Former hedge fund manager Martin Shkreli has the Internet ablaze after hiking the price of the drug that's been on the market for decades. Here's what happened. (Gillian Brockell/The Washington Post)

Martin Shkreli is health care’s Gordon Gekko, its wolf of Wall Street, the symbol of all that makes people uneasy about an industry that seeks to make money by selling treatments while vowing to care only about the well-being of vulnerable patients.

For days, a seething social-media mob backed by an opportunistic politician or two has hammered the swaggering 32-year-old “pharma bro” who jacked up the price of an obscure but critical drug, was theatrically unapologetic about it and publicly called a journalist a moron for asking why.

Shkreli’s actions were shocking for a simple reason: It was an unusual moment of complete transparency in health care, where motives, prices and how the system works are rarely ever talked about so nakedly. Shkreli’s company, Turing Pharmaceuticals, raised the price of Daraprim from $18 to $750 per pill because he could.

“I think it reflects a widespread appreciation that pricing for drugs is entirely irrational in this country and the pharmaceutical industry has total control over prices and there’s no rationality to the system,” said Peter B. Bach, a physician and director of the center for health policy and outcomes at Memorial Sloan Kettering Cancer Center in New York. “It’s such a perfect, crystalline example of everything that can be done, given the lack of rationality in the system, and the total bankruptcy of the justifications for high drug prices in the first place.”

Martin Shkreli, chief investment officer of MSMB Capital Management. (Paul Taggart/Bloomberg)

Arthur Caplan, director of the division of medical ethics at New York University Langone Medical Center, said focusing too much on Shkreli was a diversion from the real issues in the health-care system, where it’s relatively rare to even know how much something costs or what a fair price would be.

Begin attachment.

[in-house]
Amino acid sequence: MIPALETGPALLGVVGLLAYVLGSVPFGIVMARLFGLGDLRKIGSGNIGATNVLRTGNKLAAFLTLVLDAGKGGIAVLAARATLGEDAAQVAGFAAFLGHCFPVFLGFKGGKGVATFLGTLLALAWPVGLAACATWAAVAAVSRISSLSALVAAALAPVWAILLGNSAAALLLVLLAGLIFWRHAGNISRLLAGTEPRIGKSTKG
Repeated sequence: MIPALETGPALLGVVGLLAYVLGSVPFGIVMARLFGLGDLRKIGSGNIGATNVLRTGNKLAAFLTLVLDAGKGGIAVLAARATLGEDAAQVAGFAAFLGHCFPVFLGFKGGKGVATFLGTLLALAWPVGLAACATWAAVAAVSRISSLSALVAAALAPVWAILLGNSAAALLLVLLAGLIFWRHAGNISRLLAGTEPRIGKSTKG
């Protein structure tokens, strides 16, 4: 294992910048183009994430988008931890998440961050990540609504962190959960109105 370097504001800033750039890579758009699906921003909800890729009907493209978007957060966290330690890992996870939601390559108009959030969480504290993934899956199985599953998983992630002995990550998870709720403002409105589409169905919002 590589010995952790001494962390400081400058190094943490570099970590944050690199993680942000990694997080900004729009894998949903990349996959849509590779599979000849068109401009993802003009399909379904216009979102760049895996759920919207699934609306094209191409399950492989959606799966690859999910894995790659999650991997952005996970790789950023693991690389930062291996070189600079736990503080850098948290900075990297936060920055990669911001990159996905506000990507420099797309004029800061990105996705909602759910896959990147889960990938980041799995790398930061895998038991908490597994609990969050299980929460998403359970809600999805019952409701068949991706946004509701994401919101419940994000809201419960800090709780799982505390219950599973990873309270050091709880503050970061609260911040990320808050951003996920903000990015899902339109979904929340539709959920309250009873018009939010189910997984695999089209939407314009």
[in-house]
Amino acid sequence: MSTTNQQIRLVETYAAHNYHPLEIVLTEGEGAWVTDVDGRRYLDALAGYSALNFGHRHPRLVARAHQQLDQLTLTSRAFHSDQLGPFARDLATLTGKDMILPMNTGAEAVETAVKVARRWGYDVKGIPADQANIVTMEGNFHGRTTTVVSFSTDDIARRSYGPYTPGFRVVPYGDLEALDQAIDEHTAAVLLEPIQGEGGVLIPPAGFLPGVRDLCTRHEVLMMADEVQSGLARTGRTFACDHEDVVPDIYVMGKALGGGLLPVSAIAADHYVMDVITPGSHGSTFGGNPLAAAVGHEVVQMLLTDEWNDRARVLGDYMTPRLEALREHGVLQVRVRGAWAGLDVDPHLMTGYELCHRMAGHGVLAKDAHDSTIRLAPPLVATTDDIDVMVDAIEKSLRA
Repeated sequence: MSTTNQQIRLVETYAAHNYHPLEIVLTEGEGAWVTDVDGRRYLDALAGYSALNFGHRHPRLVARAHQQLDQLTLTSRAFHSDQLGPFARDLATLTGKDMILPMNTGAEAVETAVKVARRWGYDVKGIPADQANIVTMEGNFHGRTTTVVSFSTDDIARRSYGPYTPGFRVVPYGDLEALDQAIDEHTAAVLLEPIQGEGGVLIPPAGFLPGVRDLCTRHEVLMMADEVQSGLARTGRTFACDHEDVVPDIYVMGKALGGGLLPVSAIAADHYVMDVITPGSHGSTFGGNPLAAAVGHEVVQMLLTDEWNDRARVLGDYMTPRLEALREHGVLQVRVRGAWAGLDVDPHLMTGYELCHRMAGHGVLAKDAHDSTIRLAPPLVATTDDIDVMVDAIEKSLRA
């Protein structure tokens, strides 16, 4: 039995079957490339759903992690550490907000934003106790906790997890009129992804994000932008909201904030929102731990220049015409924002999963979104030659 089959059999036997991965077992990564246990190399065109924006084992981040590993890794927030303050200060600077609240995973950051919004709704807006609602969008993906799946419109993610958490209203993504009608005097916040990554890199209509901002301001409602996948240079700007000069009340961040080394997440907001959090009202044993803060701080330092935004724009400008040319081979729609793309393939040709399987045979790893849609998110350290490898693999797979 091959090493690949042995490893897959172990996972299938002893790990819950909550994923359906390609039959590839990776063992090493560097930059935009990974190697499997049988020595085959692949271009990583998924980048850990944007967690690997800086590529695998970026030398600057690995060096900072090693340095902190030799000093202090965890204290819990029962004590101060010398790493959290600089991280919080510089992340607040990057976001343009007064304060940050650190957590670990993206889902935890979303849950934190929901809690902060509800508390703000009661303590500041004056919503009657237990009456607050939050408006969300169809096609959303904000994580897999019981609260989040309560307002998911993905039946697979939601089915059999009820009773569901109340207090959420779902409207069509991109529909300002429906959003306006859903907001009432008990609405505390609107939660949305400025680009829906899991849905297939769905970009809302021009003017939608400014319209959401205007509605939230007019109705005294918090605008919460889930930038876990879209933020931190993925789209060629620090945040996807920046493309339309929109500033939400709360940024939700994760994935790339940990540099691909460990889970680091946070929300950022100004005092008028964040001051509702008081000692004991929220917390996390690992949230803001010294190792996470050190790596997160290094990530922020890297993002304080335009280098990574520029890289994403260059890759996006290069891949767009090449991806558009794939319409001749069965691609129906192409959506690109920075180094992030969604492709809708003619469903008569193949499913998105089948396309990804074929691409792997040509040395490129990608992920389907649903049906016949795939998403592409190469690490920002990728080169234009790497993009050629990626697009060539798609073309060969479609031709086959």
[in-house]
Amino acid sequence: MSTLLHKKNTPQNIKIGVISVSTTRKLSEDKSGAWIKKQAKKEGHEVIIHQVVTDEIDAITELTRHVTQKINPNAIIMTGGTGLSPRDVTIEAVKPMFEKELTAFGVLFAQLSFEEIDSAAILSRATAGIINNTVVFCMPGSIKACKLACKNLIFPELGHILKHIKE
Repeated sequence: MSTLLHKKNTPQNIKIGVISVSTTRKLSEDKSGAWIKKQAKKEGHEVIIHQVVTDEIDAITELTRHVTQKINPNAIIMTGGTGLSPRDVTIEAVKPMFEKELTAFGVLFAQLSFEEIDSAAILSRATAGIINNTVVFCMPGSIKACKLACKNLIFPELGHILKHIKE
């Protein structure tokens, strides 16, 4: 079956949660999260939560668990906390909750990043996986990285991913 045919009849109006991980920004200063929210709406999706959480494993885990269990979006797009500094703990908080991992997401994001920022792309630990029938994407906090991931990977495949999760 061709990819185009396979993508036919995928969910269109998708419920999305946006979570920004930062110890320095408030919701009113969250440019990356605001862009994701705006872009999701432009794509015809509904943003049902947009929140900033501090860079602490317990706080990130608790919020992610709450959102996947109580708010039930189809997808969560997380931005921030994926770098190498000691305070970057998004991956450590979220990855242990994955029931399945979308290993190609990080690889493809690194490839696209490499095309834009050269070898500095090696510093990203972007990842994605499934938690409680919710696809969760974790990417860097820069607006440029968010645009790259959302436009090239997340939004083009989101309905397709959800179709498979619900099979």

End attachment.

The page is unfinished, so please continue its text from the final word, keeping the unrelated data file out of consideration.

Drug companies often set prices and try to deter questions about costs by “ringing the innovation bell” — suggesting that to limit profits in any way will leave lifesaving cures to languish in test tubes, Caplan said. Shkreli explained what he did in a straightforward way. It was kind of like speculating on a rare metal.

“The rest of the health-care system . . . no one is explaining the price. No one even knows what the price is. And no one knows what a fair price is,” Cap­lan said. “He was transparent — and the industry, the whole health-care industry, is not transparent. It’s not even close. It’s the most obtuse, dense, incomprehensible pricing structure ever created by humanity.”

To hear Shkreli tell it, Turing is the little pharma that could: a start-up that bought the only treatment for a severe but rare parasitic infection and then hiked the drug price more than 4,000 percent so the company could begin to turn a profit and grow.

“It’s a great business decision that also benefits all of our stakeholders,” Shkreli wrote on Twitter.

In a telephone interview Monday, Shkreli compared Turing favorably with other companies that charged more for medicines that treat diseases that were less severe and more common.

“To me, I think the pricing discussion is inappropriate, because there are far larger targets to focus on than little Turing Pharmaceuticals,” Shkreli said.